a humbling experience of which I recommend

Monday, June 30, 2014

I'm writing this while sitting in the laundry room of my boyfriend's apartment. You see, there's a tornado warning out there and this is an interior room away from windows. There was somewhere around zero tornado warnings the first 3 summers I lived in Wisconsin, so I'm happy to report that in the first summer when Stephen lives here we've already had a handful. (his first winter here broke coldness records.)

I did make the mistake of starting a load of laundry (when in Rome...) and now every time the washer (which I'm sitting inches from) makes a weird noise (constantly), I perk up thinking I'm hearing a funnel cloud coming through the windows.

In short, I thought it was high time for a blog post.

I crossed something (big) off My 101 in 1001 List: I completed a triathlon!!

I forgot to wear my blue jeans
I tried the Wisconsin Triterium Triathlon in Verona, Wisconsin on Saturday! (results here to prove I'm not lying - and for my dad who surely misses looking at box scores. :) )

Overall, I will say: it was hard. But worth it.

Let's start with the swim. Everyone told me before the race "Open water swimming is really different, you should try it before the triathlon." Did I? Nope. But, it wasn't all because of pure laziness. Open water swimming can be dangerous if you're alone, and, as I knew swimming would be a challenge for me regardless, I was comfortable with practicing in a pool and just mentally preparing for the open-waterness.

For me, the weirdest part of open water swimming is how you are just constantly touching other people. Arms, legs, feet, hands, all flailing around in murky, unclear water. Also, weeds. But, I managed to finish respectably with others in my group. (probably in the bottom third but decidedly in the bottom third). Also, I repeated the mantra "It's better slow and alive than fast and dead" in my head. That proved oddly motivational.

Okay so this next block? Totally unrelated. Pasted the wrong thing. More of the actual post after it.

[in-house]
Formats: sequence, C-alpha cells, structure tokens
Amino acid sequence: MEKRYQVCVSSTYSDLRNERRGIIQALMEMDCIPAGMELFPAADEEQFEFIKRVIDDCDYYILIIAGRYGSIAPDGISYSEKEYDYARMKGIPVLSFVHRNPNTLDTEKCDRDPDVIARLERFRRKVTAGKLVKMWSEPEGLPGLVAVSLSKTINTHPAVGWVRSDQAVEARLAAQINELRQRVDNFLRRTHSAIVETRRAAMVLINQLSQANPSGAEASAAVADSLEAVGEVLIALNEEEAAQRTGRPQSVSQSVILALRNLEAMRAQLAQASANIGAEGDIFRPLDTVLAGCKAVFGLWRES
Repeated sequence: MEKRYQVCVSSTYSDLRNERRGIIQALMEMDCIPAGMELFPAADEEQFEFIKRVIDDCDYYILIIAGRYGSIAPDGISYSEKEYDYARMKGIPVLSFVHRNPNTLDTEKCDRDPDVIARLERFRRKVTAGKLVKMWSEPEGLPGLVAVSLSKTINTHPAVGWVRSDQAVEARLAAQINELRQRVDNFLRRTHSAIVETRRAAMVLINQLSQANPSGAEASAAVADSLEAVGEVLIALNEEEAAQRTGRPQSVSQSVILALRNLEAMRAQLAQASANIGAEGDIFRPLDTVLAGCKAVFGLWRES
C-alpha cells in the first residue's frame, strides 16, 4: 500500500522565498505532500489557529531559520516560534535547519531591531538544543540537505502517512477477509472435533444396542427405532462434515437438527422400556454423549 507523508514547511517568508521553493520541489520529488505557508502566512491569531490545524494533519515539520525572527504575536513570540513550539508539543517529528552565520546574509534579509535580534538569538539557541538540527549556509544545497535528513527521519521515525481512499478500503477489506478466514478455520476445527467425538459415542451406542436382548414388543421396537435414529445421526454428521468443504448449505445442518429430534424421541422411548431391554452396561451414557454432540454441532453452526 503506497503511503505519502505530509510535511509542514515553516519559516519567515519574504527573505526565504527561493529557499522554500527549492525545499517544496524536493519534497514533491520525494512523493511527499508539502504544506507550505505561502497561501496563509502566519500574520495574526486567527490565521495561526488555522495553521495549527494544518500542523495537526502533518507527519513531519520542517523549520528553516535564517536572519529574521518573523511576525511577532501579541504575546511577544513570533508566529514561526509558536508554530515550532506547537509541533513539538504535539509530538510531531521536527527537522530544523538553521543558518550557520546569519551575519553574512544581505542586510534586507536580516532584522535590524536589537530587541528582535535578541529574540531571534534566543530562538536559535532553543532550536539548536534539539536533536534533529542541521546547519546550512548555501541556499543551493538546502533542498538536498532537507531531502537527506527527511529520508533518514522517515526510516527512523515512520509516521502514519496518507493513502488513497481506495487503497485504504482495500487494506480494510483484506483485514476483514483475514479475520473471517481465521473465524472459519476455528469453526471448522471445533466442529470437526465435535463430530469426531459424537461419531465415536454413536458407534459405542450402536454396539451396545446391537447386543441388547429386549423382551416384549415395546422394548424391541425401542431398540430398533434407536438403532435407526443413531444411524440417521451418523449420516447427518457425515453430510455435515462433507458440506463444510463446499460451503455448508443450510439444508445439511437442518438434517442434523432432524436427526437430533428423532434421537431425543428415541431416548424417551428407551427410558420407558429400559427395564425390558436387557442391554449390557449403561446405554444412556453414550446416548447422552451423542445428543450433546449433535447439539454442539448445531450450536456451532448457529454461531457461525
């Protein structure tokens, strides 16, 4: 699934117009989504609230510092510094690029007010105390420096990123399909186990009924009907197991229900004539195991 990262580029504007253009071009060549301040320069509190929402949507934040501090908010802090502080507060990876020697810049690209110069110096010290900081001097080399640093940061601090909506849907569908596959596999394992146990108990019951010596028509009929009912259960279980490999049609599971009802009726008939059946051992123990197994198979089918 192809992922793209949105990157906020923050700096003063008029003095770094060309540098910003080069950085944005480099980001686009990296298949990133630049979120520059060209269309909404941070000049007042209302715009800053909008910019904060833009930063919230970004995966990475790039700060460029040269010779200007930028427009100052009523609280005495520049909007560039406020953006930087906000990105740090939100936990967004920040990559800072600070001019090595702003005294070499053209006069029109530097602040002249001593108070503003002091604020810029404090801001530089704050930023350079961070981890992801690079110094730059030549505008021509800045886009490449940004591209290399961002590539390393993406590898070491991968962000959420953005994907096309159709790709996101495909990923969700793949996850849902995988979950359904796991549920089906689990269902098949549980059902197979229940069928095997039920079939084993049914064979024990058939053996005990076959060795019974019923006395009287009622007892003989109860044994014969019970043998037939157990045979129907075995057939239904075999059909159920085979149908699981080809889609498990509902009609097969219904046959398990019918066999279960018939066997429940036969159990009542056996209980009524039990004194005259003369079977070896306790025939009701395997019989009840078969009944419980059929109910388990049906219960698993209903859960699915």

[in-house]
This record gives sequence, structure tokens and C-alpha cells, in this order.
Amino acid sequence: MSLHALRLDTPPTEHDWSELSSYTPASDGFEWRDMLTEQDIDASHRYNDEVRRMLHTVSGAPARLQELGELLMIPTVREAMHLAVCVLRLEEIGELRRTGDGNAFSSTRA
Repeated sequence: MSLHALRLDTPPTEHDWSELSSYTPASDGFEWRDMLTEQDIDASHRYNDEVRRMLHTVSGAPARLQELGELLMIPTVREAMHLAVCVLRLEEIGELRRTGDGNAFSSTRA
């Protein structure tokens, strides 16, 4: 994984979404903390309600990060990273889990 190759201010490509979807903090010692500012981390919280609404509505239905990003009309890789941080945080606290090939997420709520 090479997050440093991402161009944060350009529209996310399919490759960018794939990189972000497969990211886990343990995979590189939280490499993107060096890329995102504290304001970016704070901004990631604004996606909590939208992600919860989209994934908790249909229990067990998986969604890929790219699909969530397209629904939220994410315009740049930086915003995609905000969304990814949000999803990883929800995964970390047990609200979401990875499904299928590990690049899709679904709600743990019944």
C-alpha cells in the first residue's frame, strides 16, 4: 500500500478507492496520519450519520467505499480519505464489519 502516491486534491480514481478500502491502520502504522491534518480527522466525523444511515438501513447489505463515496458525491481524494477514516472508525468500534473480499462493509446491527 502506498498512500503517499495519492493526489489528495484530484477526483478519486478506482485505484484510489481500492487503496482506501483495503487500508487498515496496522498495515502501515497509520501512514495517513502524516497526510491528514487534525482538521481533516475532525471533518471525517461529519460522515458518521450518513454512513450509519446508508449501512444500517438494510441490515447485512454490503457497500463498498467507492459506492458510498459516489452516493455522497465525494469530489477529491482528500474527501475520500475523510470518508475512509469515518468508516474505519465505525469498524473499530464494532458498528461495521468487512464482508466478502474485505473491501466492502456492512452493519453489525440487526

The bike course? I should have tried beforehand. I cannot overstate the number of hills in the 11 mile bike route. Hills on hills on hills. I'm convinced this course is the hilly-est stretch in this mid-western, ostensibly FLAT state. (Hello, tornado warning.) Hills for days.

Biking was by far the most humbling component of the experience. I just kept getting passed. They do this thing at tri's where they marker up your body. They write your bib number on your arm and one calf, as shown:

post race gun show (note: although this pictures suggests otherwise, I was not sponsored by lululemon ;) )
On your other calf they write your age and an "S" for sprint or an "O" for olympic (longer distances). So, I got the joy of watching women pass me on bikes.....and knowing that they were 55 years old. Countless females passed me who were over 40 as I struggled my way up the endless hills. Did I mention there were hills?

Did the older triathletes have road bikes and was I one of few people riding a hybrid? Yes.
Were they also better bikers than me? Absolutely.

my bike and Lake Monona
So, I will say I have a long way to go until the Tour de France but a little dose of humility now and then never hurt anyone!

After the misery of the bike, the run felt much better! Not that I did great (actually, I ran at a pretty slow pace for me), but I got to end on the note of passing people versus being passed.And I was beyond happy to cross the finish line in one piece!